News broke yesterday that a deal to determine the amount British bookmakers will contribute to the horse racing industry was expected to be struck ahead of Monday’s midnight deadline.
After 12 hours of furious negotiations, and fifteen minutes before the midnight deadline, an agreement was reached. Britain’s bookmakers will provide £72.4 million to UK horse racing under the 51st annual levy scheme.
William Hill, Ladbrokes and Gala Coral—Britain’s three largest bookmakers—together guaranteed £45 million and Betfair committed to provide £6.5 million. The remainder will be contributed by smaller bookmakers and independents.
Nick Rust, managing director of Ladbrokes, commented: “This is a sensible compromise that offers progress to both racing and bookmakers. Racing gets a Levy increase and a guaranteed underpin on funding; bookmakers get more cooperation on fixtures.
“We now need to start work immediately on a long-term settlement that builds on this progress and takes Government out of the process for good.”
However, Paul Roy, chairman of the British Horseracing Authority, said: “The sport does have a degree of certainty moving forward, and can immediately finalise the 2012 fixture list, but our return from the betting industry remains far lower than our commercial value, and the levy remains unreflective of the modern betting environment.”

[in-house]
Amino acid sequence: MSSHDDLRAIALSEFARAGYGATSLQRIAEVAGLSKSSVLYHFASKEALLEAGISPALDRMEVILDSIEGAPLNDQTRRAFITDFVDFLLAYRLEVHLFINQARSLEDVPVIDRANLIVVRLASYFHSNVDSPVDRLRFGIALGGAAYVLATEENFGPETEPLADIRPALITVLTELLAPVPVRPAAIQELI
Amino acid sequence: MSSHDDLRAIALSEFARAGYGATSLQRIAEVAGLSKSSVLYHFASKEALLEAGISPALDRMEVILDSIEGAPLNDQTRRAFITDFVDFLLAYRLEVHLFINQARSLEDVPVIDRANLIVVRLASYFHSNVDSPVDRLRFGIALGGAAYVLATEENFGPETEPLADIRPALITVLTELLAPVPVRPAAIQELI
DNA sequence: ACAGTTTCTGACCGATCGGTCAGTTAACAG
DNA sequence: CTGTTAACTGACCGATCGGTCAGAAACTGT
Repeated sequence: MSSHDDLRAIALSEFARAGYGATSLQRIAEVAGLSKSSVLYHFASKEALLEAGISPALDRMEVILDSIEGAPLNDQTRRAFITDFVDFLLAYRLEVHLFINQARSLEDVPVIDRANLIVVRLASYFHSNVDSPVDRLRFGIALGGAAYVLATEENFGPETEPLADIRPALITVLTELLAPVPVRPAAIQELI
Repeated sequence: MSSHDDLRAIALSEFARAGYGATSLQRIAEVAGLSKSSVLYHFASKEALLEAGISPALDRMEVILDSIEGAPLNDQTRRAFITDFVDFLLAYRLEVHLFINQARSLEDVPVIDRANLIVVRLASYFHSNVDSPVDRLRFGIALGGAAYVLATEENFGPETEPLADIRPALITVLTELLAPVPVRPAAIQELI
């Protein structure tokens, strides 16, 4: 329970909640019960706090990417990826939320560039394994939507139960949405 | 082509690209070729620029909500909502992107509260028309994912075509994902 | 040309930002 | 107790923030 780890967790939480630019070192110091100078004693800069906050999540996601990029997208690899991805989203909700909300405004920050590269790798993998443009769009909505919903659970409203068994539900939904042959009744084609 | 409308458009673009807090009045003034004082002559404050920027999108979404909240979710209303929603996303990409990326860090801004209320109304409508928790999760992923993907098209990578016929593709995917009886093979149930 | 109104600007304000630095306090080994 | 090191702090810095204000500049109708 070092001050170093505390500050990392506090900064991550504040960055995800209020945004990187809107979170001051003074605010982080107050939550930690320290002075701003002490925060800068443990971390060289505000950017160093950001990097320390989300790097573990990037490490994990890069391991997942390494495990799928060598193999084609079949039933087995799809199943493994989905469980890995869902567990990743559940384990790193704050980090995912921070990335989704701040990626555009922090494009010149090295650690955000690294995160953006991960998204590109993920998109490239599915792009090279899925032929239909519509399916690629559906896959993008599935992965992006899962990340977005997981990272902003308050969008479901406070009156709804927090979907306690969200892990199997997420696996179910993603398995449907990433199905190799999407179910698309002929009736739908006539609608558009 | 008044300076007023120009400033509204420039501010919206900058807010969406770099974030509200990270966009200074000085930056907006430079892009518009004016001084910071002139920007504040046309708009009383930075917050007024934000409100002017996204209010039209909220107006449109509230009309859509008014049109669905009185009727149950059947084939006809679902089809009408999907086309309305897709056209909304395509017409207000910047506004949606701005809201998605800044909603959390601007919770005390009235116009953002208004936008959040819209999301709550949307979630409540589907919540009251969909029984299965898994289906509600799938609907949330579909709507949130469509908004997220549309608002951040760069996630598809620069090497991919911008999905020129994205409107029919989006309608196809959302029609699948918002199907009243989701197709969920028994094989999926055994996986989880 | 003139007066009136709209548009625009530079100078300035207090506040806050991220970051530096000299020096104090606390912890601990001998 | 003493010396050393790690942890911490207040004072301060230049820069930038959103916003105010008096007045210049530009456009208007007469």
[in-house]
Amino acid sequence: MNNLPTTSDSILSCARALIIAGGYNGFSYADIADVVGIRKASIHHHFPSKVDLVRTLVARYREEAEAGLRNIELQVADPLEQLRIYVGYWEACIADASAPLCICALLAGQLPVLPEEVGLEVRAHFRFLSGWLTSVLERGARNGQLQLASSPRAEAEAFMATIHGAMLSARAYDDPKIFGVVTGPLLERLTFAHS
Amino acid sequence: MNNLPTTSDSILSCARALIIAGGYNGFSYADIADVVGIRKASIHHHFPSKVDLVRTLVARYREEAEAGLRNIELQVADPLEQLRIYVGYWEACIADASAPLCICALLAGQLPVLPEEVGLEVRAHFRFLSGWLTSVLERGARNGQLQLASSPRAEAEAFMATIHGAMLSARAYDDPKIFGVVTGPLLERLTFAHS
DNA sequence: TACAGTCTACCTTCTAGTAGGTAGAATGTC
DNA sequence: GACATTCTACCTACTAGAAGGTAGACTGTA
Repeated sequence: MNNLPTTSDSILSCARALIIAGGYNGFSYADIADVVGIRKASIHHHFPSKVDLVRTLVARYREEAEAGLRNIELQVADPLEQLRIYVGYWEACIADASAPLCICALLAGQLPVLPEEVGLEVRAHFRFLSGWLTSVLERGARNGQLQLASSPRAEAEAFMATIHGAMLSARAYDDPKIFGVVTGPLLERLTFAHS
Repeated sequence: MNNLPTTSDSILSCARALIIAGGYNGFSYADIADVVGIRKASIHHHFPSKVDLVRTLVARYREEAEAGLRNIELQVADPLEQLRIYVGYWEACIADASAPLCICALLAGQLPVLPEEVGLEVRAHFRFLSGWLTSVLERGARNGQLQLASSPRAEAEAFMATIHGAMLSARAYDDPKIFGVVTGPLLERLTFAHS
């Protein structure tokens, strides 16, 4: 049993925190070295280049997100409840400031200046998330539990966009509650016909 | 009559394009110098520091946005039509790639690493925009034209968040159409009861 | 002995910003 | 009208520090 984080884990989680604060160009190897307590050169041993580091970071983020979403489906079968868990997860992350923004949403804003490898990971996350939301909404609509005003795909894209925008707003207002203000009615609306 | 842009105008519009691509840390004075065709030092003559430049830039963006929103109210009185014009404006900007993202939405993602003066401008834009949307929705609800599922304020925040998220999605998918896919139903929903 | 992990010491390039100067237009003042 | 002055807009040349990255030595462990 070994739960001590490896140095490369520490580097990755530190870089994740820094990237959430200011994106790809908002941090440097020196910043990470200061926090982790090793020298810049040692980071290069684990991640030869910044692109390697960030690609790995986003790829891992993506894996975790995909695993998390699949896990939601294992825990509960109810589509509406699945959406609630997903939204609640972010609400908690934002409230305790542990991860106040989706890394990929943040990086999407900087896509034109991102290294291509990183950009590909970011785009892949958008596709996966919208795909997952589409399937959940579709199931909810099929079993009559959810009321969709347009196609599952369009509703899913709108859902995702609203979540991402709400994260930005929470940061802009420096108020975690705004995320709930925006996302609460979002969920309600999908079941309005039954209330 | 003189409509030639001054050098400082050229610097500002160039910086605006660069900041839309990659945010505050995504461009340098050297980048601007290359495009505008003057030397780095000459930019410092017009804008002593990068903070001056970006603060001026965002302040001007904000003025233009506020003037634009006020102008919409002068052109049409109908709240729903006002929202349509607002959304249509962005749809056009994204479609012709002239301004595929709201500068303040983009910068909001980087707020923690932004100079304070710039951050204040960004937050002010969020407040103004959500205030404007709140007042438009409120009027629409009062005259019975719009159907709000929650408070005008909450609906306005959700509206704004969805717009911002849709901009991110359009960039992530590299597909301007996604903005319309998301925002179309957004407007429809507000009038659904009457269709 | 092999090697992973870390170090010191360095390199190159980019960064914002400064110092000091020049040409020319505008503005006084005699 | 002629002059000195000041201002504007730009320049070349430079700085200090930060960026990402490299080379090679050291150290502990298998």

Britain’s horse racing industry is paid the levy (based on a percentage of the gross win made on the sport) by bookmakers like Ladbrokes and William Hill each year.
The two industries negotiate the level of the payment and, if an agreement cannot be reached, the government intervenes. Last year, the government instructed bookmakers to cough up 10.75% of their gross profits to the horse racing industry, up from the usual 10%.
The overall amount paid to the racing industry has dropped in recent years as bookmakers have moved their operations offshore and, as result, have avoided the levy on British horse races. According to reports, the government is consulting with both sides in hopes of establishing a viable alternative to the levy for the future.
“No one involved in our sport should be in any doubt of the need to radically overhaul or replace the Levy,” added Roy.